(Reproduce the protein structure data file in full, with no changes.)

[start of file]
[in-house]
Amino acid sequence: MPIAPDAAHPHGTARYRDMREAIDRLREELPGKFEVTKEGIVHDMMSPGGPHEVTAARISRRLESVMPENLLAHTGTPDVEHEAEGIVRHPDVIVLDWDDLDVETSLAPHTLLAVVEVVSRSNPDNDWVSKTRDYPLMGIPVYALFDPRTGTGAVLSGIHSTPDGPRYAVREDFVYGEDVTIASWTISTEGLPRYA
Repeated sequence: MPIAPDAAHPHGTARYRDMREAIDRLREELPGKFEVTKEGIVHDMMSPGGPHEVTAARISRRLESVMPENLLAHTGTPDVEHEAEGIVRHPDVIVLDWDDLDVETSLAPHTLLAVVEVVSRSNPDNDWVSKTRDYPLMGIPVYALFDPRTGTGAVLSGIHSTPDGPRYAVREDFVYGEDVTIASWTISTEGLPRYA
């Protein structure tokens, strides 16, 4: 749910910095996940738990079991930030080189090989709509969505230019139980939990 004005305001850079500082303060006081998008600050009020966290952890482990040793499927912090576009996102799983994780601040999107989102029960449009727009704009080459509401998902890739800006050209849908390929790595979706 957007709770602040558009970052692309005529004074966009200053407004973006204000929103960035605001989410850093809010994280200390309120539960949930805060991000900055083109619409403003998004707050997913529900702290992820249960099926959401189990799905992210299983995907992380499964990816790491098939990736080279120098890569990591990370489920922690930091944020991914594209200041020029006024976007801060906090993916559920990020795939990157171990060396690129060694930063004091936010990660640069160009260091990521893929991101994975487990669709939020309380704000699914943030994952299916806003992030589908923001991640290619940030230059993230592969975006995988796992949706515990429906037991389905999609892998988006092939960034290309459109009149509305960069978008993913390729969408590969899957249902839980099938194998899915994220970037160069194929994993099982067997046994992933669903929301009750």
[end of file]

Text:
[in-house]
Amino acid sequence: MPIAPDAAHPHGTARYRDMREAIDRLREELPGKFEVTKEGIVHDMMSPGGPHEVTAARISRRLESVMPENLLAHTGTPDVEHEAEGIVRHPDVIVLDWDDLDVETSLAPHTLLAVVEVVSRSNPDNDWVSKTRDYPLMGIPVYALFDPRTGTGAVLSGIHSTPDGPRYAVREDFVYGEDVTIASWTISTEGLPRYA
Repeated sequence: MPIAPDAAHPHGTARYRDMREAIDRLREELPGKFEVTKEGIVHDMMSPGGPHEVTAARISRRLESVMPENLLAHTGTPDVEHEAEGIVRHPDVIVLDWDDLDVETSLAPHTLLAVVEVVSRSNPDNDWVSKTRDYPLMGIPVYALFDPRTGTGAVLSGIHSTPDGPRYAVREDFVYGEDVTIASWTISTEGLPRYA
């Protein structure tokens, strides 16, 4: 749910910095996940738990079991930030080189090989709509969505230019139980939990 004005305001850079500082303060006081998008600050009020966290952890482990040793499927912090576009996102799983994780601040999107989102029960449009727009704009080459509401998902890739800006050209849908390929790595979706 957007709770602040558009970052692309005529004074966009200053407004973006204000929103960035605001989410850093809010994280200390309120539960949930805060991000900055083109619409403003998004707050997913529900702290992820249960099926959401189990799905992210299983995907992380499964990816790491098939990736080279120098890569990591990370489920922690930091944020991914594209200041020029006024976007801060906090993916559920990020795939990157171990060396690129060694930063004091936010990660640069160009260091990521893929991101994975487990669709939020309380704000699914943030994952299916806003992030589908923001991640290619940030230059993230592969975006995988796992949706515990429906037991389905999609892998988006092939960034290309459109009149509305960069978008993913390729969408590969899957249902839980099938194998899915994220970037160069194929994993099982067997046994992933669903929301009750």